Could anybody possibly find this creature appealing? He has the words “hairy” and “screaming” in his name, and though he’s a mammal, he sports a carapace on his back, (a term we usually reserve for insects) and has scutes, a word usually reserved for tortoise anatomy. Is he a mistake of evolution? Quite the contrary!
The Screaming Hairy Armadillo is an incredibly cute and energetic little creature who lives quite successfully in the semi-desert regions of Argentina, Bolivia, and Paraguay. He’s the smallest of the armadillos – only about 2 pounds and 16 inches long at the largest, and that includes his tail. On a visit to the Reid Park Zoo, you might just get to meet Jovi in the Conservation Learning Center, with a helpful staff member to answer your questions about him. He’s a Screaming Hairy Armadillo, skittering around and exploring every inch of his temporary habitat. He can climb, he can tunnel, he can solve puzzles, and he does it all at breakneck speed.
Like all desert creatures, including those here in the Sonoran desert, Jovi boasts some amazing adaptations that allow him to thrive in a low-water environment where food sources may be unreliable. First of all, Screaming Hairy Armadillos require very little water to actually drink – they derive most of their water from plants they eat, and besides, they have highly efficient kidneys. Also, they’re omnivores, and like most animals, opportunistic feeders. They eat plants, small vertebrates like frogs, lizards, and rodents, and of course yummy insects. Their diets tend to rely more on plants in the winter, but in summer the insect and carnivorous delights are much more bountiful, so they adjust accordingly. They have unique hunting techniques which involve burrowing.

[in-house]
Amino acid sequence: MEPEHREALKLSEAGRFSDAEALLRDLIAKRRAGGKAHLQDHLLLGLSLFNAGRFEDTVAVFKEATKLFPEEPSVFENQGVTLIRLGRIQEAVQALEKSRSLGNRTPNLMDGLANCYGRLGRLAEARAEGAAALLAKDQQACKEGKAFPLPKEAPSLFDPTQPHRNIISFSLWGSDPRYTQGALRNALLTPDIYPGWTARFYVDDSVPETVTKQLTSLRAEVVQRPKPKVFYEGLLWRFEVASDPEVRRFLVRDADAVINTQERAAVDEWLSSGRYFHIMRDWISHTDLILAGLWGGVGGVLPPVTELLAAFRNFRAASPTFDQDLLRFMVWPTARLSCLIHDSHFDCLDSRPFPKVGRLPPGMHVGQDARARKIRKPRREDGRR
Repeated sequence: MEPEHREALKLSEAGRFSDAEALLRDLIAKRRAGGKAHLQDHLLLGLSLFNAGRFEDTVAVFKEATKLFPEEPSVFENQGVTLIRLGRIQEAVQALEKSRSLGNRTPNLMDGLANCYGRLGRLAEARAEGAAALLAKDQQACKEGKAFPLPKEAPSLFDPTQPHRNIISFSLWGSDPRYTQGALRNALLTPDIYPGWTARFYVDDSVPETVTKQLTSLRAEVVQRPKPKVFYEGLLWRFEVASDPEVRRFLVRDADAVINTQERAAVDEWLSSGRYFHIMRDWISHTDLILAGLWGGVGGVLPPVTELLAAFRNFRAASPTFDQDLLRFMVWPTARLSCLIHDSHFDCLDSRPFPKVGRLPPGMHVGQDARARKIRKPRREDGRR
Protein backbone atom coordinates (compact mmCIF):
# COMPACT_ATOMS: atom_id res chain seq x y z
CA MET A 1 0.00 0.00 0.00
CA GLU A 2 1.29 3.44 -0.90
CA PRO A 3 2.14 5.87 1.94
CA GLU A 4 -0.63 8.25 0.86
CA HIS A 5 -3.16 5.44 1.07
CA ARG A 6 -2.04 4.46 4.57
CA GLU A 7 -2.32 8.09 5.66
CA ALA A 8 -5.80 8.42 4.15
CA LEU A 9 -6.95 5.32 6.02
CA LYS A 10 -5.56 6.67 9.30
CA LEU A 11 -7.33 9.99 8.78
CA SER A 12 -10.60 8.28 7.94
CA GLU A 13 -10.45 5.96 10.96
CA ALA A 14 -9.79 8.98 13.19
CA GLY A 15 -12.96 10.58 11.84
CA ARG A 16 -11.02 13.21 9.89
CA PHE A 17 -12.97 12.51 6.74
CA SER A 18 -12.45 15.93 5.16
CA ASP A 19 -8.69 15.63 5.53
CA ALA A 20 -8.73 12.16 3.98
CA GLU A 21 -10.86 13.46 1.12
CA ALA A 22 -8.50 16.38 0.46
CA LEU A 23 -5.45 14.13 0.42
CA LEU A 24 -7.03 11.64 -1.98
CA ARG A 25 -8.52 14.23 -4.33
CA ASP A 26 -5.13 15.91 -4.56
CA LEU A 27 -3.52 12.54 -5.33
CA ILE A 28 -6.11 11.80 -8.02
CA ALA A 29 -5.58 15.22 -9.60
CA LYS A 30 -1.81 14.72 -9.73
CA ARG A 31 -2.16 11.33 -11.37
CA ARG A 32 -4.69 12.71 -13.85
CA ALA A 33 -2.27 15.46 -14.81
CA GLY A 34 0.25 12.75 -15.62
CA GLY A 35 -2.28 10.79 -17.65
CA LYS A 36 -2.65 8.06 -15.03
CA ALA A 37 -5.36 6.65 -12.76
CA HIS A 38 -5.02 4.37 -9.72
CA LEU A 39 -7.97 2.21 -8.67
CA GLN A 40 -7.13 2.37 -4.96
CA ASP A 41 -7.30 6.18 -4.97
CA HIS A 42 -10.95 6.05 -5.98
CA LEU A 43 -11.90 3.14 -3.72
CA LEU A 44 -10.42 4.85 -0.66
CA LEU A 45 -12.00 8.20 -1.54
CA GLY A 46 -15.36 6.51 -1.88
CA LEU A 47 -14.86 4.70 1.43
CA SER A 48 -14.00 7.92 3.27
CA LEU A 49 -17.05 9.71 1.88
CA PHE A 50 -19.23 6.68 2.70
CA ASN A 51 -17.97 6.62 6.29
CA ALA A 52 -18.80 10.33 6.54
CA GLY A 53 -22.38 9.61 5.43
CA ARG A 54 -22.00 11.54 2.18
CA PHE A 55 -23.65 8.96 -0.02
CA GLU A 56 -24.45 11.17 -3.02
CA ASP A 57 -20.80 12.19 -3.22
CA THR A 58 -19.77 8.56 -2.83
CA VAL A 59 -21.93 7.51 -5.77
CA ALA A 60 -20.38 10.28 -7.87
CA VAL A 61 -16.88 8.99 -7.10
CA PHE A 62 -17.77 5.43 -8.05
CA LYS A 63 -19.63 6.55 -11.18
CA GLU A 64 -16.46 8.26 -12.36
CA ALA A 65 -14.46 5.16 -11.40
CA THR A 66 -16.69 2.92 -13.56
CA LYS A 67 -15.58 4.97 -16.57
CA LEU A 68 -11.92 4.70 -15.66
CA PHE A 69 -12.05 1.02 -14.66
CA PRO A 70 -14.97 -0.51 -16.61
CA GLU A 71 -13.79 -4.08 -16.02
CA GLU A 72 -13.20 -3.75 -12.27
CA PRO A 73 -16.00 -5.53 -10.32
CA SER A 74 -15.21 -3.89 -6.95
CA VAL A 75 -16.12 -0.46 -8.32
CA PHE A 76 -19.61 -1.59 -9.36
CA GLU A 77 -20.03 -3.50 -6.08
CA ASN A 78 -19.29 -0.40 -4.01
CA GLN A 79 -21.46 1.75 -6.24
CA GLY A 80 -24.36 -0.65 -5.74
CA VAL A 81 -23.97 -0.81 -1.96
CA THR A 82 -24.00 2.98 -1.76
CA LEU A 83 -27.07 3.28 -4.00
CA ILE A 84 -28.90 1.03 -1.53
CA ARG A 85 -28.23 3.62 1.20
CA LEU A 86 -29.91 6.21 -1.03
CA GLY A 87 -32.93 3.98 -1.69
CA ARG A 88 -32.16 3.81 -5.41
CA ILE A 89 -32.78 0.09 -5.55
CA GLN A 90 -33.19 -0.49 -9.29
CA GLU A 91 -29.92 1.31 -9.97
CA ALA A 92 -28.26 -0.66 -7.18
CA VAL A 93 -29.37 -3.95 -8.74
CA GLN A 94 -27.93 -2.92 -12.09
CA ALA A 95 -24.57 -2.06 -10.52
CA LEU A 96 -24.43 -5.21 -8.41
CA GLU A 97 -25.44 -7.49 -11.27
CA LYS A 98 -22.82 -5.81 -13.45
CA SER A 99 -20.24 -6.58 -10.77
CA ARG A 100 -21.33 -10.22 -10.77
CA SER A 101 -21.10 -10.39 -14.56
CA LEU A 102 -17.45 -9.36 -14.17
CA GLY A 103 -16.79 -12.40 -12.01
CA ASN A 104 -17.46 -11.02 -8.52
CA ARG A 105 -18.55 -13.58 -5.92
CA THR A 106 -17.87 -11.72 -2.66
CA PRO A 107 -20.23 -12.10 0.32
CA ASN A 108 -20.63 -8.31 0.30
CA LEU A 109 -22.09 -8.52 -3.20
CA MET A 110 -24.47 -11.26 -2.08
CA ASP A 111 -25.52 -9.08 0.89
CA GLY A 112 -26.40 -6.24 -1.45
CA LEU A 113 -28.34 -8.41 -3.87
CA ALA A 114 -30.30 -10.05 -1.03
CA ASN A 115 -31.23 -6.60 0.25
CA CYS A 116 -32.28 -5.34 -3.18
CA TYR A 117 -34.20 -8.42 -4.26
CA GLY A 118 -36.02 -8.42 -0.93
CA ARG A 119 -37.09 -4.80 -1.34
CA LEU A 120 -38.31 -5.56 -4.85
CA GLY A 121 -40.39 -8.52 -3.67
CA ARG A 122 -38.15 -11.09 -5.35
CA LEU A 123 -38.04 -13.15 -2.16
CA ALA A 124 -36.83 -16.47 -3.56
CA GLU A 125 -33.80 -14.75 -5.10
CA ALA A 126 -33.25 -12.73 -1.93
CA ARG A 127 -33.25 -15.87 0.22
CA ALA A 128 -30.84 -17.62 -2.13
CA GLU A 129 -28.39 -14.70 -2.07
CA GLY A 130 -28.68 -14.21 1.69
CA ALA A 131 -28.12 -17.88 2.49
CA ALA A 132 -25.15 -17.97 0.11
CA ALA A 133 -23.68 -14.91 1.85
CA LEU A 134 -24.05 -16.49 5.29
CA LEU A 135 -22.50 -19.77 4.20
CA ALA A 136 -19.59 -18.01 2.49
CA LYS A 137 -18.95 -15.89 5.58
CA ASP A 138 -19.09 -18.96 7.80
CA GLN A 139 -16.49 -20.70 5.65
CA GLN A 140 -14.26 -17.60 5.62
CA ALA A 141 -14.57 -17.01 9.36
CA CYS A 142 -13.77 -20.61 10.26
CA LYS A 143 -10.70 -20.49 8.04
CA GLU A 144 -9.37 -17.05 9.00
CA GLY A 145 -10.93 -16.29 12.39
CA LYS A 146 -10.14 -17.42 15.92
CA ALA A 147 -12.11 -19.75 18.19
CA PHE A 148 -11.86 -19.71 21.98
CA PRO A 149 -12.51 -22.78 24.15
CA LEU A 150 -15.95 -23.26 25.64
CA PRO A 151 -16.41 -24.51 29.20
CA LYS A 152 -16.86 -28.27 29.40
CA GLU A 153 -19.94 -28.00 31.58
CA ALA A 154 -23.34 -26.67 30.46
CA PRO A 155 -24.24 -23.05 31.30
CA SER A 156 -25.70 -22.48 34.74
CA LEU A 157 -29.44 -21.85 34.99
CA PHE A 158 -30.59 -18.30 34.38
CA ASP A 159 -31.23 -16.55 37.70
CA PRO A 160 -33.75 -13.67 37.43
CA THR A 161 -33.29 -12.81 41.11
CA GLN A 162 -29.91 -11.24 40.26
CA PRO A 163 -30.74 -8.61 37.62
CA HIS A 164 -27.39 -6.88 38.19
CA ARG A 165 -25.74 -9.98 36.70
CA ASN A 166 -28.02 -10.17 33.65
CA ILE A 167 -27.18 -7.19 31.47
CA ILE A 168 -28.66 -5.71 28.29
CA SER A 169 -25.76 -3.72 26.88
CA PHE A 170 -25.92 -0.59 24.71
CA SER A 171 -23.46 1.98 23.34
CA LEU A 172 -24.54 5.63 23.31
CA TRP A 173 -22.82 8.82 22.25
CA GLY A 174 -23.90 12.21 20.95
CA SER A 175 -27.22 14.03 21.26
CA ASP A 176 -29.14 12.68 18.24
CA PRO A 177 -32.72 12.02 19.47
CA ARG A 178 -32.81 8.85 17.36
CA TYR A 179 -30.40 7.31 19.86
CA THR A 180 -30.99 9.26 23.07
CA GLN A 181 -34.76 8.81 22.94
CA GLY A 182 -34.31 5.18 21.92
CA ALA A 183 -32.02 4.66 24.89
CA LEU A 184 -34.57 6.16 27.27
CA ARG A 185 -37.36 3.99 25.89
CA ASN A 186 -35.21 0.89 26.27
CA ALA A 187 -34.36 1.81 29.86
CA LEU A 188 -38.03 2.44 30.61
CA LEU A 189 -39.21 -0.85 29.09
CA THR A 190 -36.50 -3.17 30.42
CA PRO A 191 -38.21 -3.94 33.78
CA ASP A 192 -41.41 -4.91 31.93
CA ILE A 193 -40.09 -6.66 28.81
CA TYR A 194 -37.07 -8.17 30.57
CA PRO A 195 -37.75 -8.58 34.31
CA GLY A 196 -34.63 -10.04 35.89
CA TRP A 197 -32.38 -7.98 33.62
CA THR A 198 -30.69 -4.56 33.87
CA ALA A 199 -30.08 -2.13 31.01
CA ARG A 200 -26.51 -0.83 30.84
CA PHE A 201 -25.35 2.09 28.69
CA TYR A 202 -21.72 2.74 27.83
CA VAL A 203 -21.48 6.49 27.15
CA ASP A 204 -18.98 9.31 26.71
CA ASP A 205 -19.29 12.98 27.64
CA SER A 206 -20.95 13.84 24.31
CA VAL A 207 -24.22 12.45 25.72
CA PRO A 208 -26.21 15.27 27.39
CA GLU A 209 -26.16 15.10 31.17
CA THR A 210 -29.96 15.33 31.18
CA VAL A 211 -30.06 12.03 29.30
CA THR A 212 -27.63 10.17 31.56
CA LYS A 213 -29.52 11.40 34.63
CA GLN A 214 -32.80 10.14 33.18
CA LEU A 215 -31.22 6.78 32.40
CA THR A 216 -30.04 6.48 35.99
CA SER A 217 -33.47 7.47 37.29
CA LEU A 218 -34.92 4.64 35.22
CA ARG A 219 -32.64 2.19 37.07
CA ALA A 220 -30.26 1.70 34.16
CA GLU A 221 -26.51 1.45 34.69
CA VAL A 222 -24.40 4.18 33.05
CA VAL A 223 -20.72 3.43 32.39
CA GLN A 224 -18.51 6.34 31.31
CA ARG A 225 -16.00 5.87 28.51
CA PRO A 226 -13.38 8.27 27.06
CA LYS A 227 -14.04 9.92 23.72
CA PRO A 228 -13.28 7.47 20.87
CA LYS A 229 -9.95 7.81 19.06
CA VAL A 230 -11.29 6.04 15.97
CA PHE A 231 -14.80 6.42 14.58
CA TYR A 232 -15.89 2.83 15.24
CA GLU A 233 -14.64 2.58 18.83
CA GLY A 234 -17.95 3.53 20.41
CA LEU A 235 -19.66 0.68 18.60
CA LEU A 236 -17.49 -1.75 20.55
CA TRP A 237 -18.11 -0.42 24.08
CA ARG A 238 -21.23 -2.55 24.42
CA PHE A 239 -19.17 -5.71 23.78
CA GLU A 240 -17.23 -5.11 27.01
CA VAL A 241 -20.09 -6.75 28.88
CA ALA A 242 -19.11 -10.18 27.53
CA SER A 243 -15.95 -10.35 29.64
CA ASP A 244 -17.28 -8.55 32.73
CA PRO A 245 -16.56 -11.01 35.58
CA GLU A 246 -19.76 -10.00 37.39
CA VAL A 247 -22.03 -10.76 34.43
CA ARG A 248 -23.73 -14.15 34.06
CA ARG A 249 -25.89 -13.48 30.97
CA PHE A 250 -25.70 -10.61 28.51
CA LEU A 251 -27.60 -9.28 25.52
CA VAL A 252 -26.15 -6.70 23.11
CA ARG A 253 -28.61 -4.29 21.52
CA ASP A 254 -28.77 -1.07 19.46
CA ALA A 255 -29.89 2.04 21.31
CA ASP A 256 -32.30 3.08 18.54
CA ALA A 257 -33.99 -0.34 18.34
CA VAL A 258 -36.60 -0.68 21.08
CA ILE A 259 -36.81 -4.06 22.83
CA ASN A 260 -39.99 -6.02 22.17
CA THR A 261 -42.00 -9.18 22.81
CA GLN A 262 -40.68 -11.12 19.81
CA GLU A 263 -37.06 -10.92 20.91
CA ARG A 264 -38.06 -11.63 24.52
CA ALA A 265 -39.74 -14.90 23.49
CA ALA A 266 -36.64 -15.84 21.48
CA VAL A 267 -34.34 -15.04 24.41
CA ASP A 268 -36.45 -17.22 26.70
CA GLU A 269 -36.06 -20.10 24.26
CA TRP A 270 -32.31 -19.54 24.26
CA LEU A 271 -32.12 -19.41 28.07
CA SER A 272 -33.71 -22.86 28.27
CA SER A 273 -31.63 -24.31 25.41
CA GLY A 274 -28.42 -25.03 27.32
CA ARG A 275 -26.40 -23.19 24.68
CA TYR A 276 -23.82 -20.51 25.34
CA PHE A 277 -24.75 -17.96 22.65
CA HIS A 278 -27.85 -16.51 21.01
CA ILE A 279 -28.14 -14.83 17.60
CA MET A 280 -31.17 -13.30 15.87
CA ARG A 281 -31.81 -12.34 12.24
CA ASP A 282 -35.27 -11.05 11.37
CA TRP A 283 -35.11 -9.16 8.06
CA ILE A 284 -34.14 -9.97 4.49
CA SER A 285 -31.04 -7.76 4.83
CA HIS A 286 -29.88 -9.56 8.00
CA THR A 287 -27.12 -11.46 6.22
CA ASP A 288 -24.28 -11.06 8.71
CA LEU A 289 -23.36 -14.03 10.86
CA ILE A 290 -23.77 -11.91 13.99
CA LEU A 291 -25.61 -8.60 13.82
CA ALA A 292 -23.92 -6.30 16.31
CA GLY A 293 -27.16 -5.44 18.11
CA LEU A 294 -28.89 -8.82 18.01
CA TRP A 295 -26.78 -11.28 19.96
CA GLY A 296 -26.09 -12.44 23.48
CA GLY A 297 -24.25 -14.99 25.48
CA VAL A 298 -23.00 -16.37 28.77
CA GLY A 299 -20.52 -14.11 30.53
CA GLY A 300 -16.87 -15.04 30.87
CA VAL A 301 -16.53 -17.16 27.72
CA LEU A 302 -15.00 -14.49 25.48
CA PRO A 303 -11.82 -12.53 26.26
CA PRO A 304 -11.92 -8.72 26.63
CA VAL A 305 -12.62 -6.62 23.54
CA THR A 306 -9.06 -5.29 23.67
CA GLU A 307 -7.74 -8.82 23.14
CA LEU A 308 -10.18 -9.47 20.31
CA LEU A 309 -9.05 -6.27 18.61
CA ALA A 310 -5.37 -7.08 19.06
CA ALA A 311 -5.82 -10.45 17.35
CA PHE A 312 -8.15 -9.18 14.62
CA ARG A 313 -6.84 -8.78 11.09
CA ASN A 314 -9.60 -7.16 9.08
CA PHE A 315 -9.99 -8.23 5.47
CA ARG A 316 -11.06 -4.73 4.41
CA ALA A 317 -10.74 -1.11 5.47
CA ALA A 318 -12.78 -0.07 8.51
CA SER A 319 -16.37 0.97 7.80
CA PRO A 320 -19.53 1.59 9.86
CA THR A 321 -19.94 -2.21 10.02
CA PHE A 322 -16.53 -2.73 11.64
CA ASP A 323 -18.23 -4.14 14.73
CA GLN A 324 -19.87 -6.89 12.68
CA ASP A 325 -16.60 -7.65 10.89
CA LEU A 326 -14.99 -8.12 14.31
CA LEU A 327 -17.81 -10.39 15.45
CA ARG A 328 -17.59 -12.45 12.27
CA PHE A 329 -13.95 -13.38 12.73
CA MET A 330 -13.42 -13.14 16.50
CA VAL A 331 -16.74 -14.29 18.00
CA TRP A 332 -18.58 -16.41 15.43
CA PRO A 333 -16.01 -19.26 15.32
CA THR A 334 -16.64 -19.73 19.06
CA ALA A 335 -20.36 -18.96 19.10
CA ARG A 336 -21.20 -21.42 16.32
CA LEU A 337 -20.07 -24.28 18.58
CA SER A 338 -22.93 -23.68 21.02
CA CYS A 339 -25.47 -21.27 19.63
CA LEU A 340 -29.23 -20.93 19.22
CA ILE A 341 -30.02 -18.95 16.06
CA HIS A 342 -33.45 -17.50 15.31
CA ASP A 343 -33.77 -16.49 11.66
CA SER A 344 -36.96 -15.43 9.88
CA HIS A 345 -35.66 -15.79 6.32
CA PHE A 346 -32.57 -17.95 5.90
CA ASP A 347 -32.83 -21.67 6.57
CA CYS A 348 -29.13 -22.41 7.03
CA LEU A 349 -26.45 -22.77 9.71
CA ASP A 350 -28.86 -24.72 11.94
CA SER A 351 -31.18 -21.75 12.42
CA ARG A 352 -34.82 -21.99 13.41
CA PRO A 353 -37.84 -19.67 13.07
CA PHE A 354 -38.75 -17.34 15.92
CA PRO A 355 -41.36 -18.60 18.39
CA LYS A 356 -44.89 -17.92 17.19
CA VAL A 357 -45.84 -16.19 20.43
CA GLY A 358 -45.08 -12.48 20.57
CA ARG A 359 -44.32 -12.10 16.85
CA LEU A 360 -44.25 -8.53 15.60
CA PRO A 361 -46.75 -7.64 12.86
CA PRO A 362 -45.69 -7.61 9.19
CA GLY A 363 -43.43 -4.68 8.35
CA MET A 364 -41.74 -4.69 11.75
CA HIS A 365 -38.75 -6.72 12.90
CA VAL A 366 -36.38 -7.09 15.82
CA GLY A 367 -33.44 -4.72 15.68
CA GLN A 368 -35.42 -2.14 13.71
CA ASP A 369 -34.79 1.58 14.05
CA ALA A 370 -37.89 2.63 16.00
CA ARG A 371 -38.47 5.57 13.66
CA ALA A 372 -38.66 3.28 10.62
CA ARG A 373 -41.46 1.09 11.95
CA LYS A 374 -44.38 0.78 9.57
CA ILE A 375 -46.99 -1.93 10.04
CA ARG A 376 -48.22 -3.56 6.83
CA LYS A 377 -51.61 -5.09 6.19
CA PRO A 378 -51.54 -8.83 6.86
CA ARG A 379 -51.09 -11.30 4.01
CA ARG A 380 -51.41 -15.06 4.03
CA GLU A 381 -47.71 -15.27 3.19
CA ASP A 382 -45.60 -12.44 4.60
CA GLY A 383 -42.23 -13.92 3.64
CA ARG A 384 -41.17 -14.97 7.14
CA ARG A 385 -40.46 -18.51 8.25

First of all, every good Screaming Hairy Armadillo knows that the juiciest insects are probably burrowing below ground during the heat of the day, so they have developed a unique digging style. Their good sense of smell allows them to locate prey underground, but to get to it they don’t use their legs (which are helpfully equipped with long claws, which you’d think would be useful in digging). Instead, they drill their adorable pointy noses into the sandy soil, and then turn themselves in circles to create neat cone-shaped holes. A less savory, but equally effective technique the Screaming Hairy Armadillo uses is burrowing under carcasses left by bigger desert predators, where they find a tempting buffet of maggots and other insects.
We admit the name is a bit unfortunate – but it’s oh-so descriptive. Screaming Hairy Armadillos DO have a lot of white and light brown hair, which projects from the scutes of their armored backs and from their undersides, too. This obviously helps with camouflage in the desert. As for the screaming? Well, you won’t hear it at the Reid Park Zoo, because it is widely believed to be a kind of distress signal. The Screaming Hairy Armadillo is a solitary creature, so it’s unlikely the screams are meant to warn others of its kind. But these unique creatures may be even more clever than we think – some scientists speculate that the screams they emit when caught by a predator are meant to scare them off – or to attract other predators to go after the first ones!